Hilary Mantel’s Bringing up the Dead, the second in a planned trilogy on Henry VIII’s right-hand man, Thomas Cromwell, will be out in book stores and online tomorrow. Wolf Hall, her first Cromwell novel, won the prestigious Booker Prize.
A Slate review of Mantel’s new novel linked to a 2010 interview of the author, which is well worth your time. Mantel not only provides some real insight regarding the extent to which her portrayal of Cromwell is linked to the challenges she faced in her own life, she also has some provocative things to say about the state of the modern woman:
‘I think there is this breed of women for whom society’s timetable is completely wrong. We were being educated well into our twenties, an age when some of us wanted to become mothers, probably little bits of all of us. Some, like me… you know, I was perfectly capable of setting up a home when I was 14, and if, say, it had been ordered differently, I might have thought, “Now is the time to have a couple of children, and when I am 30 I will go back and I’ll get my PhD.” But society isn’t yet ordered with that kind of flexibility, and is incredibly hypocritical about teenage sex, teenage mothers and so on.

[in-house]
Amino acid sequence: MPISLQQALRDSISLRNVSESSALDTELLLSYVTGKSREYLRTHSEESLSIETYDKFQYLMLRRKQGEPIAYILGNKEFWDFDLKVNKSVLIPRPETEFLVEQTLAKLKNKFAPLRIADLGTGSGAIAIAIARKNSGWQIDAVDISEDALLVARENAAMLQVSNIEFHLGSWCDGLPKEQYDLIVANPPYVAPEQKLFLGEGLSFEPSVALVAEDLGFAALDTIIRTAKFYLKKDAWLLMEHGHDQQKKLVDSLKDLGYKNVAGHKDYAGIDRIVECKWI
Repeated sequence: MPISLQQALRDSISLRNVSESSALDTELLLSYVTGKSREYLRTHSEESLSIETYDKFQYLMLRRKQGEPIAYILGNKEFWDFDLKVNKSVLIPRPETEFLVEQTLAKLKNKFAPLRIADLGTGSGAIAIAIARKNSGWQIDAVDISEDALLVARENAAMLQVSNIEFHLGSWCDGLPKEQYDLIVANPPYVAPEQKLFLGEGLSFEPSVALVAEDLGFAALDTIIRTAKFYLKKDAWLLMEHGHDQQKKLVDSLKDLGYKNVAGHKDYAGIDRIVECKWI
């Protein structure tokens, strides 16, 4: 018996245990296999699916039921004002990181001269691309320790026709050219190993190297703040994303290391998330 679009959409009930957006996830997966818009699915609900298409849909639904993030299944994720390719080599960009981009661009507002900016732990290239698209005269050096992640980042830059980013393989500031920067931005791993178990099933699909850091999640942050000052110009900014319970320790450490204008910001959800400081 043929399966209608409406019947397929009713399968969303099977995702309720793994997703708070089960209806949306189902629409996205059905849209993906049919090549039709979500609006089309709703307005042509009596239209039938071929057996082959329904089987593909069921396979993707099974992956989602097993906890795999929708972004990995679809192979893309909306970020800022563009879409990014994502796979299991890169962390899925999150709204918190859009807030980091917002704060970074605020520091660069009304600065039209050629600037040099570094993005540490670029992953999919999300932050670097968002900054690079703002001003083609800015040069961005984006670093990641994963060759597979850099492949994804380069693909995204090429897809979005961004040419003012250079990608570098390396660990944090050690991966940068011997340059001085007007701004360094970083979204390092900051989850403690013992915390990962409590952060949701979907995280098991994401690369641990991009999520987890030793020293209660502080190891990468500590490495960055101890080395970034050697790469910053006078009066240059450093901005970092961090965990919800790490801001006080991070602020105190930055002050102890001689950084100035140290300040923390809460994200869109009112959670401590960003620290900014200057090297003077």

‘Having sex and having babies is what young women are about,’ Mantel continues. ‘And their instincts are suppressed
in the interests of society’s timetable. And, again, there are other women who think, “I want to push ahead with my life, make a career, success,” then when they are in their late thirties it hits them that there is a part of life they haven’t experienced, and they want it now. If there were some paradise for women, both those models would be valid. I think it is that men’s lives have set the timetable.’